Man Fatally Struck by SUV
A St. Mary's County man was killed and five others were injured early yesterday after they were struck by a vehicle as they left the scene of a fight outside a bar in Clements and wandered onto a dark stretch of road, police said.
Louis Anthony Short, 42, of Mechanicsville died at the scene, police said, and Julius Andrew Fenwick, 21, of Lexington Park and a 16-year-old Leonardtown boy were seriously injured. Three others -- a 14-year-old Lexington Park boy; James Kelvin Fuller Jr., 23, of Avenue; and Phillip Aaron Young, 18, of Hollywood, Md. -- also suffered injuries.
Fenwick and the Leonardtown teen were in critical condition yesterday afternoon, and Fuller was in serious condition at Prince George's Hospital Center. Young was treated and released from St. Mary's Hospital in Leonardtown, and the condition of the Lexington teen was unknown.
The six are believed to have been part of a mass of people who were outside Clifton's Bar about 2 a.m. to watch or participate in a brawl that involved as many as 40 people, said St. Mary's County Sheriff's Cpl. Deborah Milam.
According to Milam, after police were dispatched to the bar to break up the fight, Stephanie Faye Stone, 25, of Clements drove by in her 2004 Toyota Highlander and struck the men, who had drifted into the darkened street.
A police investigation is continuing.
7-Eleven Revises Tobacco Sales
Under an agreement with the Maryland attorney general's office released this week, 7-Eleven stores have agreed to toughen their procedures to stop underage customers who try to buy tobacco products.
The chain has agreed that it will ban vending machines for tobacco, will avoid placing tobacco signs next to products popular with minors and will remove window signs for tobacco within 500 feet of schools or playgrounds.
The company also agreed to require government-issued photo identification for any shopper who appears to be younger than 27.
PETA Suspends Slavery Exhibit
People for the Ethical Treatment of Animals is reconsidering a campaign comparing animal abuse to slavery after receiving complaints from civil rights groups and others.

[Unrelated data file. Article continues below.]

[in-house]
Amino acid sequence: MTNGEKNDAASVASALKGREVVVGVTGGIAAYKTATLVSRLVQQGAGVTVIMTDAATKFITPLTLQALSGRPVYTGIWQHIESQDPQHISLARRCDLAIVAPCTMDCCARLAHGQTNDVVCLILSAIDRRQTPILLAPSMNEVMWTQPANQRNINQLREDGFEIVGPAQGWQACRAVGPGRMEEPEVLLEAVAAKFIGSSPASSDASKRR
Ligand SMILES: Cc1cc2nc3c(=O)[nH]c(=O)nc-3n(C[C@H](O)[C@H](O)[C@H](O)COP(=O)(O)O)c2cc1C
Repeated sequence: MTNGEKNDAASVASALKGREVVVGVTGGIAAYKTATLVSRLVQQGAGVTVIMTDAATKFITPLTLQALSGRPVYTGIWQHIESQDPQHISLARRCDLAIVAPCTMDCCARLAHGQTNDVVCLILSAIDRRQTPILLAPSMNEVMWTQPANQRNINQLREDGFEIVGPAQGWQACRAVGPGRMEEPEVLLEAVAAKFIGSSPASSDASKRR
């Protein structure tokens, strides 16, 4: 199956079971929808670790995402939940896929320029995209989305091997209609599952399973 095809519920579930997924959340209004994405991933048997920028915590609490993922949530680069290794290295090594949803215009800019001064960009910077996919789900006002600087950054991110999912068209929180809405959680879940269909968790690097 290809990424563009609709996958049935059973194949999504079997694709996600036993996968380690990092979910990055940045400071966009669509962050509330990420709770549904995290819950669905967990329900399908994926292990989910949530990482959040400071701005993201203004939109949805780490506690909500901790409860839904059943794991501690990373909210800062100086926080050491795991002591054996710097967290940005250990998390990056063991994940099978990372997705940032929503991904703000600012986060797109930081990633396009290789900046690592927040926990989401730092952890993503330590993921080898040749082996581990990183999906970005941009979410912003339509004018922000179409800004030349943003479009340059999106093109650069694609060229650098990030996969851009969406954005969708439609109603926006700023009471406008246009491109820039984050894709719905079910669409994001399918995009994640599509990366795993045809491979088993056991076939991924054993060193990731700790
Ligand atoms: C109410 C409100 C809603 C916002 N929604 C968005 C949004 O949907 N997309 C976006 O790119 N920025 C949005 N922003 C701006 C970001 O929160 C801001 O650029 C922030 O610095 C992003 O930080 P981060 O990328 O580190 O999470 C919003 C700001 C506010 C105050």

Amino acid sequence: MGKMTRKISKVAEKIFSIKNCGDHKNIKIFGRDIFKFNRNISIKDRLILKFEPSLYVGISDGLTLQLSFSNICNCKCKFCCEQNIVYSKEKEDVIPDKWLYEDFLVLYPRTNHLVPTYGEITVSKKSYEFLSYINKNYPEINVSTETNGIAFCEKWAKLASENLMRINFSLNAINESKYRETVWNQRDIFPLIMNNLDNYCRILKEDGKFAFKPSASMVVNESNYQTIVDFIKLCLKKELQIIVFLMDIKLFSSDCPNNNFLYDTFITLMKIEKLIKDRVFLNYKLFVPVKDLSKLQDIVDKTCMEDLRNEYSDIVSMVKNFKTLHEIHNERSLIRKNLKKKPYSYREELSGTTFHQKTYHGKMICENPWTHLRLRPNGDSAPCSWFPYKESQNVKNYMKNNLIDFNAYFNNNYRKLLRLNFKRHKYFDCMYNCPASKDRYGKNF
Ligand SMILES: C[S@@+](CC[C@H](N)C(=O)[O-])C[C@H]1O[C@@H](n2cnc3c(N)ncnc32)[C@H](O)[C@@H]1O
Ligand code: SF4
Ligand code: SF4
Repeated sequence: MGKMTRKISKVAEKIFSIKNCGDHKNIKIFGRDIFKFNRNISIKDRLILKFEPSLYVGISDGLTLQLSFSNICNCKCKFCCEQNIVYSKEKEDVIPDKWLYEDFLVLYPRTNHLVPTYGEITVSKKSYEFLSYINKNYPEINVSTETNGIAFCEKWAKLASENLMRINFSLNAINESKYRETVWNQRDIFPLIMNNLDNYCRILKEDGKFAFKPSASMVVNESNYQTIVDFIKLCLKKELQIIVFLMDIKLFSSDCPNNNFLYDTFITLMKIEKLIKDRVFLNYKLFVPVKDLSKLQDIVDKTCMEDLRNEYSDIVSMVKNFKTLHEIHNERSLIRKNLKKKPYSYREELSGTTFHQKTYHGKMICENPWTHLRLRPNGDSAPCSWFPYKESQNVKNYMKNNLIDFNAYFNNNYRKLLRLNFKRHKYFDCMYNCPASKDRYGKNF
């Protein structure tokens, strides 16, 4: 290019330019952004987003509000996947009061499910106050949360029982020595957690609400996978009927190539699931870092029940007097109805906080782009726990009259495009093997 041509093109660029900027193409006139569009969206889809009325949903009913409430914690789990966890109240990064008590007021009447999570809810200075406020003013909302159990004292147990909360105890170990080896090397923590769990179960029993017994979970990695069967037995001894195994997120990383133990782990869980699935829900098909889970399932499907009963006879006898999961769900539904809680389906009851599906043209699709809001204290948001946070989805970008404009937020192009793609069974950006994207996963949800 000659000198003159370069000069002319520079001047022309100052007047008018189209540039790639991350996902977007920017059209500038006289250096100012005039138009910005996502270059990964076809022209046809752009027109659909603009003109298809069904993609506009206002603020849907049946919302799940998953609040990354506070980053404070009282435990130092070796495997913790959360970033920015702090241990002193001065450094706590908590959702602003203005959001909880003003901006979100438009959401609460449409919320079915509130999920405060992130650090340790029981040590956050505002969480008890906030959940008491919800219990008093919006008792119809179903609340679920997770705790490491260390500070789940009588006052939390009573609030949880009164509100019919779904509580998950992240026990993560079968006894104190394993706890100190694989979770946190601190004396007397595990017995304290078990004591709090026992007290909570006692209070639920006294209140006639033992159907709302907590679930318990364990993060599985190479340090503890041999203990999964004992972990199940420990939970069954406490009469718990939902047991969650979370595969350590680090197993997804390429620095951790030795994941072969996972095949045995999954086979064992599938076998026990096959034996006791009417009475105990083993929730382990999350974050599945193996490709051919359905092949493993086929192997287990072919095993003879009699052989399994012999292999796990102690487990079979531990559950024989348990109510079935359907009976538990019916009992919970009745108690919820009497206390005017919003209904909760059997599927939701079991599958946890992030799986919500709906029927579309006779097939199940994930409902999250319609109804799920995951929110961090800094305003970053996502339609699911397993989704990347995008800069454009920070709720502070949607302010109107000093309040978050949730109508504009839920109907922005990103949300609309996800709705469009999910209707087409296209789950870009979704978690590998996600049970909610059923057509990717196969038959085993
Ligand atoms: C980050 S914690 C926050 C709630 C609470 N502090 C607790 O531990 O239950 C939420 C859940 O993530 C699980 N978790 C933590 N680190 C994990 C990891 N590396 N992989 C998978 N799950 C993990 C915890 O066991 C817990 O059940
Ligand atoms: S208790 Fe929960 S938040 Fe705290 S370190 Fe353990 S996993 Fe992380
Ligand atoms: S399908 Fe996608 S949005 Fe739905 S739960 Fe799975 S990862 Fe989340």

"Animal Liberation," which includes 12 panels juxtaposing pictures of black people in chains with shackled elephants and other provocative images, visited 17 cities before the Norfolk-based group put the tour on hold.
PETA wrapped up the first leg of the tour Thursday in the District.
"We're reviewing feedback we've received -- most of it overwhelmingly positive and some of it quite negative," said Dawn Carr, a PETA spokeswoman.
Carr said the exhibit uses the shocking images to make a point: Whether it's humans harming animals or one another, both suggest an oppressive mind-set.
"PETA operates by getting publicity any way they can," said John White, an NAACP spokesman. "They're comparing chickens to black people?"
Fish Oil Producer to Limit Catch
Omega Protein Corp., a Houston fish oil producer that owns a large commercial fishing business in Virginia, said it will cap its Chesapeake Bay menhaden harvest to about 288 million pounds per year through 2009. Over the past five years, Omega has averaged a take of 242 million pounds of menhaden from the bay, said Jack Travelstead, chairman of the menhaden management board of the Atlantic States Marine Fisheries Commission.
The board is scheduled to meet Wednesday in Alexandria to consider whether to limit Omega's menhaden catch in the bay or along the entire Atlantic Coast.
Critics say the bay catches are depleting the food supply for striped bass and other sport fish, as well as reducing the benefits to water quality that menhaden provide by eating algae.
Man Shot by Police in Northeast
A D.C. police officer shot and wounded an armed man during a confrontation near Capitol Hill, police said.
The officer attempted to stop and question a man about 9:30 p.m. in the 1500 block of F Street NE, but the man fled, said Cmdr. Larry D. McCoy. The officer chased the man, who displayed a handgun, McCoy said. The officer shot the man, police said.
The man was taken to a hospital, where he was in stable condition late yesterday, police said. The officer received a cut on his head at some point, according to police.
"They were very good at moving headstones. They weren't necessarily so good at moving the people underneath the headstones."
-- Douglas Owsley, lead anthropologist on a team of experts studying the remains and clothes found in a coffin believed to belong to an 1850s boy. -- C1
Compiled from reports by staff writers Sandhya Somashekhar, Clarence Williams and Martin Weil and the Associated Press.